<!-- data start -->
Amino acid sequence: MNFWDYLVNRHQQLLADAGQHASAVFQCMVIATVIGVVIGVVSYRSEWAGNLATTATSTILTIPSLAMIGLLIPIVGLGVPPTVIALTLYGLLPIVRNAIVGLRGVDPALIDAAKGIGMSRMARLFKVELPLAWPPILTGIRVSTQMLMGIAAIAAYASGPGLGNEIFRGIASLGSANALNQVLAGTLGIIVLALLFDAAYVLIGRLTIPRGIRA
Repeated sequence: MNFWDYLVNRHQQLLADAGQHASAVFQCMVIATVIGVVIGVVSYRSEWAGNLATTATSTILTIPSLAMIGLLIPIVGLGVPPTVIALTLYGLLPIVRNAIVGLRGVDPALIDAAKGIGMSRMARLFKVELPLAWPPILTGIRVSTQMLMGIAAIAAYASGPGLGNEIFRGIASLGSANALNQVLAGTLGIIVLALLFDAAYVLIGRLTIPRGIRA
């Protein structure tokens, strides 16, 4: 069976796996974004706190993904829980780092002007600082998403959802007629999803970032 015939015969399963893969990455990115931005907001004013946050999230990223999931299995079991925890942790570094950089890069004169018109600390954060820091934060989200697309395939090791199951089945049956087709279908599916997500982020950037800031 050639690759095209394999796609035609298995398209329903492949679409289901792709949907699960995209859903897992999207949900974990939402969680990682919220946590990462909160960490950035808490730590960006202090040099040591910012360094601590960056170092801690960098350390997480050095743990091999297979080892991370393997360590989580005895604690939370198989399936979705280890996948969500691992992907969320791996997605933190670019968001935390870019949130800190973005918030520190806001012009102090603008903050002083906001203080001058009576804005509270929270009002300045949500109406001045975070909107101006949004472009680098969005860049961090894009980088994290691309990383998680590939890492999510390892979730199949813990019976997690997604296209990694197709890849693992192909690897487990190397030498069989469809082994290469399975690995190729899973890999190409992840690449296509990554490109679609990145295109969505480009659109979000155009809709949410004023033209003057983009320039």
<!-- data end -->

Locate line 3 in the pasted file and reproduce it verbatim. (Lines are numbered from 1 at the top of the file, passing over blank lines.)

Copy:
């Protein structure tokens, strides 16, 4: 069976796996974004706190993904829980780092002007600082998403959802007629999803970032 015939015969399963893969990455990115931005907001004013946050999230990223999931299995079991925890942790570094950089890069004169018109600390954060820091934060989200697309395939090791199951089945049956087709279908599916997500982020950037800031 050639690759095209394999796609035609298995398209329903492949679409289901792709949907699960995209859903897992999207949900974990939402969680990682919220946590990462909160960490950035808490730590960006202090040099040591910012360094601590960056170092801690960098350390997480050095743990091999297979080892991370393997360590989580005895604690939370198989399936979705280890996948969500691992992907969320791996997605933190670019968001935390870019949130800190973005918030520190806001012009102090603008903050002083906001203080001058009576804005509270929270009002300045949500109406001045975070909107101006949004472009680098969005860049961090894009980088994290691309990383998680590939890492999510390892979730199949813990019976997690997604296209990694197709890849693992192909690897487990190397030498069989469809082994290469399975690995190729899973890999190409992840690449296509990554490109679609990145295109969505480009659109979000155009809709949410004023033209003057983009320039």